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The Types of Attachment Styles In A Relationship

The Types of Attachment Styles In A Relationship

Attachment Styles In a Relationship

Did you know there are different types of attachment styles in a relationship? This comes from the Attachment Theory, an area of psychology that describes the nature of emotional attachment between humans. See it all starts from when we are kids, it’s then developed over time based on our experiences, until we adopt it in our romantic relationships. 

Fundamentally however, our attachment style plays a huge role in how we behave – both when we’re committed and when we’re dating. It is therefore important to recognise our attachment style in a relationship and just how healthy it is. Then, if we need to, we can work on it…

Where The Attachment Theory Came From

To give you a tiny little backstory, the attachment theory was first created by John Bowlby. He looked at the importance of a child’s relationship with their mother and the link between how that child then goes on to approach relationships in later life. You can read more about that here if you like. It’s based on a number of studies. Some of which were not approved by all. But, it does give you the insight into where the findings came from.

The theory was then further developed by a lady called Mary Ainsworth. Her conclusions are what I’m going to break down in this post, with the types of attachment styles in relationships.

The Types of Attachment Styles In a Relationship

So, based on Mary’s research, it was concluded that there are three main types of attachment styles in relationships: secure, anxious or avoidant. These are the most common. Sixteen years later however, researchers added a fourth attachment style in. This is called disorganised (although it doesn’t mean what you may initially think!) We’ll look at all of them very briefly. Your task? To figure out which sounds the most like you…

Attachment Styles In a Relationship

#1 Secure Attachment Style

Let’s start off with the place we want to be – the healthy, secure attachment style. If you have this, you’re comfortable being alone, are strong and independent, but you’re also happy in relationships and are able to let people in. There’s a healthy balance – with you having both your own life, and your partner having their own too, without you feeling threatened or rejected.

You’re trustworthy and don’t really have problems trusting other people either. You don’t avoid conflict but you also don’t create it. Instead, you look at how you can solve problems, you’re prepared to apologise and are able to forgive. 

Aside from this, you’re naturally quite warm and loving. You’re able to express love and emotions, giving the relationship its healthy foundations. You don’t play games, you don’t excessively worry and your self-esteem is pretty good when it comes to your relationship. 

Things of course won’t necessarily always go smooth running. You will still mostly likely experience your fair share of heartbreak, just like everyone else. But you deal with it properly and don’t carry the pain from the past around with you. You know how to move forward and have a certain level of maturity when it comes to love and relationships. It’s a good place to be.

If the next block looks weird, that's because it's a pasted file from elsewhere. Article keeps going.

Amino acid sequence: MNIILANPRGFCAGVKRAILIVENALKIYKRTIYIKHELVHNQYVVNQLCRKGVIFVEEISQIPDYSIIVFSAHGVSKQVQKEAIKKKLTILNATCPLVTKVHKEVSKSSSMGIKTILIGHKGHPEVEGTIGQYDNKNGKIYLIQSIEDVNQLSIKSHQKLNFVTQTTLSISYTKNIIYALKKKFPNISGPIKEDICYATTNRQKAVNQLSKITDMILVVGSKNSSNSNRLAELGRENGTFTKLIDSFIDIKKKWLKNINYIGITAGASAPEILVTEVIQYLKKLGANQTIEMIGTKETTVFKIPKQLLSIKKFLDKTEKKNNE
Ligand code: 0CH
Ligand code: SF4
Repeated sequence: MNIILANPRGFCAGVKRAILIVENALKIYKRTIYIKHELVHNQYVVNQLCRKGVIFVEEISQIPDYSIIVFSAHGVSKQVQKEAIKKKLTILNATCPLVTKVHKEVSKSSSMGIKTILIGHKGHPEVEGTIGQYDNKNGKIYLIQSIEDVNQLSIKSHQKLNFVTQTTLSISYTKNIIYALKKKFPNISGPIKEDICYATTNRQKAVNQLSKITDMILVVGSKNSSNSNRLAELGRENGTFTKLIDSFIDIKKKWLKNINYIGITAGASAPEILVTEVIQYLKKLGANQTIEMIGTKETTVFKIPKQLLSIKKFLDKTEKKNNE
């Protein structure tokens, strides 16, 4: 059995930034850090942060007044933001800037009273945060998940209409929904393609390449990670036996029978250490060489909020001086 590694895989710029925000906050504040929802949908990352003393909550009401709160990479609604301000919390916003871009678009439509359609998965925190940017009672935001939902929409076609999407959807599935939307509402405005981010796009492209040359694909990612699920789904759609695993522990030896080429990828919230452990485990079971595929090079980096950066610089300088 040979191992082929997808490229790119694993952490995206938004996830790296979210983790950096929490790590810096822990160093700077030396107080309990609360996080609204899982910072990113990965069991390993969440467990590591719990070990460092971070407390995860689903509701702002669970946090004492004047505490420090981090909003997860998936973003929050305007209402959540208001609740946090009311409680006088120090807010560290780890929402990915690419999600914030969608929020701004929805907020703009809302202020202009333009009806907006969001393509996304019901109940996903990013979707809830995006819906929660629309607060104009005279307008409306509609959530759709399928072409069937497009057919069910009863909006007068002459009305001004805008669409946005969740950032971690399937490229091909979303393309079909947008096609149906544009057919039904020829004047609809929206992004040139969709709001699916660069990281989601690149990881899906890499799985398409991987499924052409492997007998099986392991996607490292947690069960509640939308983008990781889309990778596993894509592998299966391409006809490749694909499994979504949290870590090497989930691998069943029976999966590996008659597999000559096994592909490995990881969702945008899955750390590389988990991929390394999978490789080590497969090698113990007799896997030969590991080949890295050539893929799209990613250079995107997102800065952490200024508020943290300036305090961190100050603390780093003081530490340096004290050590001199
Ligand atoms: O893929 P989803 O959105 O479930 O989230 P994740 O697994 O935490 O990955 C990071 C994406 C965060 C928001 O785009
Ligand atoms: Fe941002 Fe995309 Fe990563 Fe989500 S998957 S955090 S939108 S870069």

WHAT TO DO:

More than half of us actually have this secure attachment style. It holds the strong majority over the other attachment styles in a relationship, because it favours survival. So it’s where we should naturally be at. 

If this sounds like you… phew! There’s no work you need to specifically do here, but carry on reading, just to make sure. It will also help you when you to recognise the attachment style that other people are, which is important when dating or moving forward into a relationship with someone.

#2 Anxious Attachment Style

If your attachment style in a relationship is anxious, it’s kind of the opposite to secure. And this isn’t about the person you’re with. You could be with the most trustworthy person, who is absolutely head over heels for you. But if you don’t have that constant reassurance and affection, you’ll start to panic and overthink. 

You struggle to trust people, but as mentioned before, this is not always fully justified and your behaviour can therefore be irrational or over-sensitive. You often react to things that don’t always need a reaction and read into situations too much.

You worry a lot about the relationship, and are nervous of it falling apart. You’re incredibly insecure (even when you don’t need to be!) and are constantly worried of rejection or abandonment. There’s reasons for this, that often date back to childhood – but it’s not always black and white. You may not be fully aware of why you are the way that you are. Some things can happen before our recollection. 

Regardless of this, it makes you needy, which can often scare dates away or become too much for partners. You seem to be searching for someone to ‘complete’ or ‘fix’ you. But it’s a bit of a fantasy. Your need for closeness and intimacy never even seems fully satisfied and you’re constantly left wondering if your partner really wants to be with you. 

You also struggle to be alone (which is why you certainly hate being single!) and therefore often jump into relationships too quickly – or worse – end up in an unhealthy / abusive one and still stay. You don’t know your worth or appreciate what you deserve. Nor can you actually give the level of love you want to in return.

You’re highly emotional, demanding and often argumentative (the phrase “stirring the pot” comes to mind!) You can also come across as controlling or possessive. But in most cases, you’re likely to be misunderstood. You don’t want to act the way that you do, and actually you would love for your mind to be able to calm down a little bit so that you can actually sit back and enjoy what you have! 

But this won’t happen without work…

WHAT TO DO:

The first step is recognising that you do have a problem here. I know all of this doesn’t sound great, and it’s not – for yourself or the person you’re with. But you have to recognise and take responsibility for it. See, it’s easy to blame other people or past experiences. This may well have made things more difficult for you or been the root of your problems. But ultimately the way you behave is down to you. 

Once you’re aware, you can work on it. You may be wired this way now, but you can still take control and train your brain to react to things differently. You can also find ways to make things easier in the meantime. 

I’m actually going to do a series of posts to help you move away from these damaging habits and poor mindsets, so if you’d like to be notified once these are ready, have a scroll down to the bottom of this page and subscribe to my newsletter. We’ll work through it together, okay?

#3 Avoidant Attachment Style

On the contrary, people with an avoidant attachment style tend to emotionally distance themselves from their partner. It’s not that they’re not interested in them or don’t love them, it’s more that they don’t know how to love on a deeper level. As a result, they can be pretty ‘hot and cold’ with their affection, which can be confusing for dates or lovers.